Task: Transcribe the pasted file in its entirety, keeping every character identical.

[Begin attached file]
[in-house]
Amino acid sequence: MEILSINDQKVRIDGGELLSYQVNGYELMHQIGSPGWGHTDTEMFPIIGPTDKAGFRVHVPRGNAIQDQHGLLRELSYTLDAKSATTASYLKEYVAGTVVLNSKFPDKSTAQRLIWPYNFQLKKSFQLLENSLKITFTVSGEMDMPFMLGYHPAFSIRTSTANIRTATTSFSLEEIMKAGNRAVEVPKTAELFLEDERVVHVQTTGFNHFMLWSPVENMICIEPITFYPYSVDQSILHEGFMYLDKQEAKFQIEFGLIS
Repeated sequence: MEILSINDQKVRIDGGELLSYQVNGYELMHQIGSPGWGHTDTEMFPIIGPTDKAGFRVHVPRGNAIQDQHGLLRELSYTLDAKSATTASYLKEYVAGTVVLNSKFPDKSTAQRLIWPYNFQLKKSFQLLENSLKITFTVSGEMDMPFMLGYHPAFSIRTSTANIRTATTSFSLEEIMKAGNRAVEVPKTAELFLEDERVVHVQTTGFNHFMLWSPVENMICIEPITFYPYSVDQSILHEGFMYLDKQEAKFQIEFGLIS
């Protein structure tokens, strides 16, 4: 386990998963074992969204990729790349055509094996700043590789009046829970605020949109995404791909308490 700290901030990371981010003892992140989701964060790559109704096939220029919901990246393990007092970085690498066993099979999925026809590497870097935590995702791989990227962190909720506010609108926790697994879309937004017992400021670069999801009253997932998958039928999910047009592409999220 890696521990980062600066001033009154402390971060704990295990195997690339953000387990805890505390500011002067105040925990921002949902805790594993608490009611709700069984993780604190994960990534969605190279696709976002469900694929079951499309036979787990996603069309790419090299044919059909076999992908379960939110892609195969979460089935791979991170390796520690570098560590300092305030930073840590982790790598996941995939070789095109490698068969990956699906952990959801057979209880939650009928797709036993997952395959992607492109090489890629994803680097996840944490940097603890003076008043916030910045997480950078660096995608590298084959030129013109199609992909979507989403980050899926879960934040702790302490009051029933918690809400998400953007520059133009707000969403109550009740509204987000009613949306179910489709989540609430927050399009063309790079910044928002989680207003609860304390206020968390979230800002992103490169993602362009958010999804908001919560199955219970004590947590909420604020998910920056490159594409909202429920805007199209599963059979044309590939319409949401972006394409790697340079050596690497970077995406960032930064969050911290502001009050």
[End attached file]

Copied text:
[in-house]
Amino acid sequence: MEILSINDQKVRIDGGELLSYQVNGYELMHQIGSPGWGHTDTEMFPIIGPTDKAGFRVHVPRGNAIQDQHGLLRELSYTLDAKSATTASYLKEYVAGTVVLNSKFPDKSTAQRLIWPYNFQLKKSFQLLENSLKITFTVSGEMDMPFMLGYHPAFSIRTSTANIRTATTSFSLEEIMKAGNRAVEVPKTAELFLEDERVVHVQTTGFNHFMLWSPVENMICIEPITFYPYSVDQSILHEGFMYLDKQEAKFQIEFGLIS
Repeated sequence: MEILSINDQKVRIDGGELLSYQVNGYELMHQIGSPGWGHTDTEMFPIIGPTDKAGFRVHVPRGNAIQDQHGLLRELSYTLDAKSATTASYLKEYVAGTVVLNSKFPDKSTAQRLIWPYNFQLKKSFQLLENSLKITFTVSGEMDMPFMLGYHPAFSIRTSTANIRTATTSFSLEEIMKAGNRAVEVPKTAELFLEDERVVHVQTTGFNHFMLWSPVENMICIEPITFYPYSVDQSILHEGFMYLDKQEAKFQIEFGLIS
């Protein structure tokens, strides 16, 4: 386990998963074992969204990729790349055509094996700043590789009046829970605020949109995404791909308490 700290901030990371981010003892992140989701964060790559109704096939220029919901990246393990007092970085690498066993099979999925026809590497870097935590995702791989990227962190909720506010609108926790697994879309937004017992400021670069999801009253997932998958039928999910047009592409999220 890696521990980062600066001033009154402390971060704990295990195997690339953000387990805890505390500011002067105040925990921002949902805790594993608490009611709700069984993780604190994960990534969605190279696709976002469900694929079951499309036979787990996603069309790419090299044919059909076999992908379960939110892609195969979460089935791979991170390796520690570098560590300092305030930073840590982790790598996941995939070789095109490698068969990956699906952990959801057979209880939650009928797709036993997952395959992607492109090489890629994803680097996840944490940097603890003076008043916030910045997480950078660096995608590298084959030129013109199609992909979507989403980050899926879960934040702790302490009051029933918690809400998400953007520059133009707000969403109550009740509204987000009613949306179910489709989540609430927050399009063309790079910044928002989680207003609860304390206020968390979230800002992103490169993602362009958010999804908001919560199955219970004590947590909420604020998910920056490159594409909202429920805007199209599963059979044309590939319409949401972006394409790697340079050596690497970077995406960032930064969050911290502001009050």